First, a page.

Her vacation had been a disaster so far. Since arriving, she had suffered a terrible cold and cough. Worse, when she went tried to buy amoxicillin to knock it out, the pharmacist told her she needed a prescription. This was obviously a scam to line the pockets of American doctors, the guest added. She didn’t need my services except to provide the amoxicillin, so I should not take up her time.
This monologue occurred in Spanish. I don’t speak Spanish, but as the doctor for Latin American travel insurers, I get the drift of most conversations.
This lady appeared upset as soon as she answered the door. Accustomed to this behavior, her husband and child sat in a corner, trying to look inconspicuous. I had no plans to refuse the amoxicillin, but first I had to deliver good medical care. I phoned the insurance office, and the dispatcher agreed to interpret.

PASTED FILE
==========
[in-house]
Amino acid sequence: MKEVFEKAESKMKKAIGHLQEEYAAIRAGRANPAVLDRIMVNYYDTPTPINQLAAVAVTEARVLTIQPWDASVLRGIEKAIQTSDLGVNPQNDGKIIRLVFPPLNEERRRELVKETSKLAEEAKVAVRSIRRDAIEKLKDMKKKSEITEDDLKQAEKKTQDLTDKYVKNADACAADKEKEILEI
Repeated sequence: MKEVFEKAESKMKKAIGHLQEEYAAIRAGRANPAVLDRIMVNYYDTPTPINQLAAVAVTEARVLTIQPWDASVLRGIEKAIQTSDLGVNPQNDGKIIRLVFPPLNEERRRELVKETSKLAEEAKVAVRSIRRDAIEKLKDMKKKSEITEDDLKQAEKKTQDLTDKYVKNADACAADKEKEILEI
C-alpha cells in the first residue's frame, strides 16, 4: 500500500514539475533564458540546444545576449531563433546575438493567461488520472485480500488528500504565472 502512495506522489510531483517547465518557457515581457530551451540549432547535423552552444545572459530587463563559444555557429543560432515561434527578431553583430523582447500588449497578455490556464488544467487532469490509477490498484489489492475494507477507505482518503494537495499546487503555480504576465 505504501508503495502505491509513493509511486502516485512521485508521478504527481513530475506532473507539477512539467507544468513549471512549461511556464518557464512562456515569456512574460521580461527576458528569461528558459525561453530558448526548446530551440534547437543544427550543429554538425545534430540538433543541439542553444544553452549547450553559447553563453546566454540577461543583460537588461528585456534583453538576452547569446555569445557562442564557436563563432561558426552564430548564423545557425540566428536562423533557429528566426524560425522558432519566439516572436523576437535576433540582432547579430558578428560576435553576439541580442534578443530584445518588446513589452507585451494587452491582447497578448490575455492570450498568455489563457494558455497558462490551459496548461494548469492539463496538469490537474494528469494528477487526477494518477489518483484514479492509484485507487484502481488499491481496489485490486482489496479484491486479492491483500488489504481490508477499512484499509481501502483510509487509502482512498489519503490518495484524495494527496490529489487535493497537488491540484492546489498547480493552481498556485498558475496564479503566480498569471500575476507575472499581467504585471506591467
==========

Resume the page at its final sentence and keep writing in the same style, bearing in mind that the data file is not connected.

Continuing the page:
I asked the usual questions; she answered at great length.
The dispatcher translated but summarized her frequent interruptions with: “she’s mad about something.”
The guest rolled her eyes when I put a thermometer into her mouth and seemed impatient during my exam.
“She’s really mad,” said the dispatcher as he translated my findings. When I concluded that she would recover in a few days with or without an antibiotic but that I would give her amoxicillin, she slammed down the phone and waved off the prescription I offered.
“If you don’t think I need an antibiotic then I don’t want an antibiotic. According to you I should continue to suffer. Thank you very much!….” I’m not certain those were her exact words, but they were close.
I laid the prescription on the bed and expressed sympathy. The door closed behind me with a deafening slam.